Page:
The far-right Alternative für Deutschland (AfD) is the second most popular party in Germany, according to a recent poll published by Politico.
In Brazil, Bolsonaro — a proponent of military dictatorship — is heading toward victory.
Preceding Bolsonaro and AfD’s alarming and rapid rise are the twin victories of Trump and Brexit. These phenomena are not signs of temporary civic disenfranchisement, they are not a product of reactionaries, nor are they soon-to-be-forgotten fringe political movements destined to fade to the background. They are symptoms of a broken system.
Discussing the rise of the populist right in Europe, Germany’s Sahra Wagenknecht told Jacobin — a New York based magazine with socialist leanings — that the left needs to “fight to win back AfD voters, many of whom more or less constitute the left’s classical constituency.”
“Often,” Wagenknecht said, “these people are poorer, work unattractive jobs, receive lousy pensions, and feel left behind by politics in this country for good reason — they don’t just feel this way, it’s their reality.”
This “needs to be seen as a failure of the broader left that they’ve moved to the right in the first place. In many European countries where right-wing parties are gaining on left-wing ones, it’s due to a failure of the left,” she concluded.
Wagenknecht’s champagne socialism aside, her diagnosis of a largely mischaracterized, intentionally ignored, and exponentially growing societal shift is spot on — when establishments fail, populists thrive.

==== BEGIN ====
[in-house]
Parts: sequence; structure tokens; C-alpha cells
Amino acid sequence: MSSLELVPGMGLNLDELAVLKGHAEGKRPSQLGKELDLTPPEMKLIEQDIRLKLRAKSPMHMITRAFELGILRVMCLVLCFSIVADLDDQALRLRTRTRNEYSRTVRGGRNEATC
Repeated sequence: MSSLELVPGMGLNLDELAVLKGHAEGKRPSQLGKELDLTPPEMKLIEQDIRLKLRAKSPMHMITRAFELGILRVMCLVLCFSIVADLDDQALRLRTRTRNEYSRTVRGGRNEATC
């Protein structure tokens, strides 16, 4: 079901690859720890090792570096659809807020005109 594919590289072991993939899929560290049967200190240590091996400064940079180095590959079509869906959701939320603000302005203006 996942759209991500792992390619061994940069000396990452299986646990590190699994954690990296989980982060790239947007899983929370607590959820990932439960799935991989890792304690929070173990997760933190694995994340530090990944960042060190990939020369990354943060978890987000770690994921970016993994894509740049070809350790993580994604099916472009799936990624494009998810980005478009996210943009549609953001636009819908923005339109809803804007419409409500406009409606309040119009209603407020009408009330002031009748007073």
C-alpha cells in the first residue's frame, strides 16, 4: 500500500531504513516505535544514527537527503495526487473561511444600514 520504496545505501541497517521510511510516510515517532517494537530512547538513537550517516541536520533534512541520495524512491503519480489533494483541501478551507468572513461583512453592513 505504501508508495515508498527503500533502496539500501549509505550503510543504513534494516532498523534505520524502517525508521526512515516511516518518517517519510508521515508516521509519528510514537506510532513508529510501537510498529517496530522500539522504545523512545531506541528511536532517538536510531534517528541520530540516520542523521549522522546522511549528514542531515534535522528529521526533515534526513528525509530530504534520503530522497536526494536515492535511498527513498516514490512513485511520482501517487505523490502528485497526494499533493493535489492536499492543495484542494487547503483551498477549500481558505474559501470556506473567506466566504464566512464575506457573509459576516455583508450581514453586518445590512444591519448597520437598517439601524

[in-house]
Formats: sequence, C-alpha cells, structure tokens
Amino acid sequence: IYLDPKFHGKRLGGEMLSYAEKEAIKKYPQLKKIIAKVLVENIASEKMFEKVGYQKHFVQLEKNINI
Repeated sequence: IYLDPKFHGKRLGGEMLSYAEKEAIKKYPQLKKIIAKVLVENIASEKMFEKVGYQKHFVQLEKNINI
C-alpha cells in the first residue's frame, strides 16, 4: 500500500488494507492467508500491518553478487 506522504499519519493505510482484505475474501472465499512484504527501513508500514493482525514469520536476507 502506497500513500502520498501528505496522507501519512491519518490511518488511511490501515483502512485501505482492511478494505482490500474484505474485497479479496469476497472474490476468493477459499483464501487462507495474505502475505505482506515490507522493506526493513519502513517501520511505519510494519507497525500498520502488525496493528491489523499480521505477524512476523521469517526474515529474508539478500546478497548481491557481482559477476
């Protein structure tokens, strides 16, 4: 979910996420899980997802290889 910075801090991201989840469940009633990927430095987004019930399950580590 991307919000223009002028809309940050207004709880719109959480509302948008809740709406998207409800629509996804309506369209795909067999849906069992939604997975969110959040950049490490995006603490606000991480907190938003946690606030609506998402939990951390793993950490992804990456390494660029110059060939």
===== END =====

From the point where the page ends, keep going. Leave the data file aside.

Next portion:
Brexit, Bolsonaro, AfD, Trump, and other similar populist manifestations are more than merely reflexive rejections of the status quo. They are what occurs when capable leaders tap into the the most visceral and repressed of collective anxieties.
The surprising success of these movements is not a product of conscious accelerationism — but it is a threat to liberty.
Seemingly incoherent and inarticulate, populist movements exploding around the world today are not mere cyclical fluctuations on the global political scene. They are obnoxiously loud announcements of a paradigm shift. As far-left and far-right groups obtain and cement power worldwide, authoritarianism is threatening to become ubiquitous.
The establishment is drowning in elitism, failing to address the very tsunami of populism that is threatening to obliterate it.
What better example is there than the utterly ridiculous refusal of the Democratic Party — evident in career politician Hillary Clinton’s eternal and looming presence — to reform and reinvent itself — as Trump remakes the Republican Party in his own nationalist image?
Now, more than ever, the need for libertarianism to launch itself into the epicenter of the global consciousness is substantial, a vital component for potential human progress if a grand restart is inevitable — which it seems to be. Instead of letting populists and authoritarians take advantage of neoliberalism’s crumbling ideological infrastructure, libertarianism must assert itself as an alternative to the status quo.
Unlike populist movements sweeping Europe and the United States, libertarianism has failed to capitalize on the individual citizen’s pent up frustrations — remaining a fringe political philosophy — while right wing authoritarians and social conservatives masquerade in their place.
Libertarians have failed to effectively convey the message of libertarianism.
For a political philosophy that upholds liberty — an inherently attractive concept — as a core principle, libertarianism is terrible at selling itself to the masses.
In order to assert itself as a viable system of governance, libertarianism needs to borrow from the successes of populism. Instead of viewing the imminent descent into authoritarianism as merely a threat to the status quo, libertarians — libertarian politicians and political operatives in particular — need to view it as an opening, an opportunity to propel libertarianism into the political mainstream.
Humanity is slipping into authoritarianism. If offered libertarianism, it could ascend.